According to the ATO, the average refund issued between July 1, 2012, and August 20, 2012, was $2217 – not a small amount.
I want to make a point here: a tax refund is not a lucky windfall. It is the government acknowledging that you overpaid. This money was withdrawn from your finances during the year and now it has to be reinserted. But how and where?
It’s not a bad question and one that depends on what life stage you’re going through. Here are some tips that, depending on your age, will help you put your return in the right place:
First job or tertiary student
Put your return into debt reduction or into a high-interest account. At this age, most youngsters have their first credit card and – if the balance on it is getting close to the max – a tax refund should be applied to it.
If your credit card is looking OK, you should make this money earn more money – but you won’t want it locked away for the six months or a year that most bank term deposits operate on.
There are high-interest savings accounts that allow you to take out the money when you want, but check the fine print: many will lure you with a high-interest rate but the headline return will drop once your money has been in there for four to six months. If you want flexibility and a high return, make sure you are getting both.
If you are locked into saving a deposit for a house, a tax refund is best placed in your high-interest savings account, so long as you don’t have significant credit card debt or a high-interest car loan. For example, if you are paying 15 per cent for your cards and only getting 5 per cent in your savings, perhaps use the tax refund to control your debt.
In most variable-rate mortgage accounts, once you’ve been paying it for 18 months or more you are starting to pay-down principal as well as interest. So paying lump sums into the mortgage can noticeably speed the pay-out timeline.
Financial websites such as ybr.com.au and moneysmart.gov.au have calculators that show how much faster you pay the mortgage – and how much you save – by putting lump sums into it. But there’s no point doing this in most fixed-rate mortgages and many variable-rate home loans won’t allow you to put in lump sums or pay out early.
So make sure you check your mortgage first.
Mortgage payers with kids
People with a mortgage and kids have so many competing priorities for a windfall that there could be 20 places to put a tax refund cheque: kids’ school fees, Christmas presents, mortgage, credit cards, electricity bill or the deposit on a much-needed new car.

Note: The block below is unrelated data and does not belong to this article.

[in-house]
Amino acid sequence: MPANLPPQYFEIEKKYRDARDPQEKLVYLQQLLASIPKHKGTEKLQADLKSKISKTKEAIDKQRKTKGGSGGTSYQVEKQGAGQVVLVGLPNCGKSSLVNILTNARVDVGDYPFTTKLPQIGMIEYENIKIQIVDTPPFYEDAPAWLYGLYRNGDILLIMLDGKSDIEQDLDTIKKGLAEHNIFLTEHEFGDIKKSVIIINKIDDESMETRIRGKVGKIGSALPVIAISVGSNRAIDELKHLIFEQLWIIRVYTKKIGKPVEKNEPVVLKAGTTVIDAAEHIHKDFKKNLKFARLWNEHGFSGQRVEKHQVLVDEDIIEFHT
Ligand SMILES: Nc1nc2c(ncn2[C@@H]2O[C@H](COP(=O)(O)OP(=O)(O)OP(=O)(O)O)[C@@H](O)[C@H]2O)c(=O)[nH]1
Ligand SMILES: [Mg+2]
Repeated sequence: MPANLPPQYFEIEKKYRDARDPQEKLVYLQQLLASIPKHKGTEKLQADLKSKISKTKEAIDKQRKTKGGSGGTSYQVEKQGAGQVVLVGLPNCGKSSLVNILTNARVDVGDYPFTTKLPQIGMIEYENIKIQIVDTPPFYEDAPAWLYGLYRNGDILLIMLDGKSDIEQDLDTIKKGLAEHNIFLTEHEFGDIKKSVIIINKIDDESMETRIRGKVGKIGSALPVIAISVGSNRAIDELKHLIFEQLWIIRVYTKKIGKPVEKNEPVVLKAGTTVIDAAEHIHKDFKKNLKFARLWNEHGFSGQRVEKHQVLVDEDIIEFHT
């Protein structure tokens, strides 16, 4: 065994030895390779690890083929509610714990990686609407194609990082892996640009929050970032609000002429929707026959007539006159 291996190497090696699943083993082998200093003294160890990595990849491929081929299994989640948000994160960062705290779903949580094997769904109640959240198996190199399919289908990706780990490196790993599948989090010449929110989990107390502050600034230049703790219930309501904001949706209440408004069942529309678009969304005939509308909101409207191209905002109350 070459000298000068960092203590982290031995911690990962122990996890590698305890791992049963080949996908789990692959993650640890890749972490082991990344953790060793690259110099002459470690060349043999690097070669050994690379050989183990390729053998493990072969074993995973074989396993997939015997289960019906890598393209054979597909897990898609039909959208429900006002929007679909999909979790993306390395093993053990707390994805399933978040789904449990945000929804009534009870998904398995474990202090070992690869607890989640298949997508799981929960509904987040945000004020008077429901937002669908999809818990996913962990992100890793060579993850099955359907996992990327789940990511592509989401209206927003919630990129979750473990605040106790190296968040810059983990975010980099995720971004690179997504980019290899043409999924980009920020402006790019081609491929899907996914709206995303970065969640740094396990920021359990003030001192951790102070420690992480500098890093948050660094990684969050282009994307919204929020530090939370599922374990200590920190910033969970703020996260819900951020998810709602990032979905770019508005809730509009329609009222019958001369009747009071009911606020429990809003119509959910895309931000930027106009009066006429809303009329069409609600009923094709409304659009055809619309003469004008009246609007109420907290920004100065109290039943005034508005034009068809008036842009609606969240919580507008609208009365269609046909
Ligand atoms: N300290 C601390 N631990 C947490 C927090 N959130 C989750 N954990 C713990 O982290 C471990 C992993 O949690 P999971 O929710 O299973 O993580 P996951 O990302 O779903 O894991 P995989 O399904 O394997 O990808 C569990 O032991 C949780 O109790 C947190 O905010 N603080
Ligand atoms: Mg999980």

For people in this situation, you already know where the money has to go. My advice is to not let it be absorbed into the general bank account: tag the money and make it work for you. And if you’re stressed and overworked, then seriously consider putting that tax refund into a holiday.
Business owners have a choice of how to spend their tax refunds. You can reinvest the money back into your business or use it to pay down personal credit card debt or mortgage balances (depending on where the refund accrues).
Many business owners use tax refunds to catch up with their quarterly BAS payments or their year-end bill. Either way, a tax refund shouldn’t be squandered.
Mostly, people in their 50s are still working and paying mortgages but they are also preparing for retirement.
People in this phase of life could top up their superannuation, having first checked with an adviser about the benefits of doing this and what the latest rules are. Or, a tax cheque could be placed into a high interest-bearing account, or could be used to buy high-yielding shares (that at least deliver dividends).
In your 50s, your mortgage might be within reach of being paid out, in which case, putting a tax refund cheque into the mortgage is a good bet.
In retirement, investors are generally looking for very stable, high-yield places to put their money. If you are retired – and also lucky enough to have a tax refund – make sure your electricity bill is under control and then have a look at tucking some of the cash away in a high-interest account.
There’s no point in banking this cheque in your bank transaction account – you’ll be receiving either zero interest, or an interest rate so low the monthly account fees wipe it out. Once in retirement, you are exposed to inflation risk (the risk that inflation reduces the value of your savings faster than your yield can enhance the value). So, look for high yields, high stability and good access to your funds.
Mark Bouris is executive chairman of Yellow Brick Road Wealth Management, ybr.com.au Follow Mark on Twitter at @markbouris